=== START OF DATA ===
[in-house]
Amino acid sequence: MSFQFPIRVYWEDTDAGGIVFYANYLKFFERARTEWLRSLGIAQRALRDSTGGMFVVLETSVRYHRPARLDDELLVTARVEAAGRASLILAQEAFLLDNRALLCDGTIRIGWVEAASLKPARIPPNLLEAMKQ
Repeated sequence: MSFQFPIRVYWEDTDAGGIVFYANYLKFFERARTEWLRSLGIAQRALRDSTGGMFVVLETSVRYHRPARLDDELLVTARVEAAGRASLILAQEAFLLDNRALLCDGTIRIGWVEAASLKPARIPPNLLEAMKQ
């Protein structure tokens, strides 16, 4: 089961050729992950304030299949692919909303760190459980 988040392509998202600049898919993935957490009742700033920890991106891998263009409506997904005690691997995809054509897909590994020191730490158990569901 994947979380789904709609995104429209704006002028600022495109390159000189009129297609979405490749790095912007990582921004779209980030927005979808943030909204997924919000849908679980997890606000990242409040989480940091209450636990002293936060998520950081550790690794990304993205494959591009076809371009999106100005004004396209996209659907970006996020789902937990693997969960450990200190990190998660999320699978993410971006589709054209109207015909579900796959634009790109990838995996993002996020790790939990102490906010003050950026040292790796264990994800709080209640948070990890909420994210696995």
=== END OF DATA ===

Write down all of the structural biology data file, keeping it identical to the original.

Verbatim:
[in-house]
Amino acid sequence: MSFQFPIRVYWEDTDAGGIVFYANYLKFFERARTEWLRSLGIAQRALRDSTGGMFVVLETSVRYHRPARLDDELLVTARVEAAGRASLILAQEAFLLDNRALLCDGTIRIGWVEAASLKPARIPPNLLEAMKQ
Repeated sequence: MSFQFPIRVYWEDTDAGGIVFYANYLKFFERARTEWLRSLGIAQRALRDSTGGMFVVLETSVRYHRPARLDDELLVTARVEAAGRASLILAQEAFLLDNRALLCDGTIRIGWVEAASLKPARIPPNLLEAMKQ
């Protein structure tokens, strides 16, 4: 089961050729992950304030299949692919909303760190459980 988040392509998202600049898919993935957490009742700033920890991106891998263009409506997904005690691997995809054509897909590994020191730490158990569901 994947979380789904709609995104429209704006002028600022495109390159000189009129297609979405490749790095912007990582921004779209980030927005979808943030909204997924919000849908679980997890606000990242409040989480940091209450636990002293936060998520950081550790690794990304993205494959591009076809371009999106100005004004396209996209659907970006996020789902937990693997969960450990200190990190998660999320699978993410971006589709054209109207015909579900796959634009790109990838995996993002996020790790939990102490906010003050950026040292790796264990994800709080209640948070990890909420994210696995």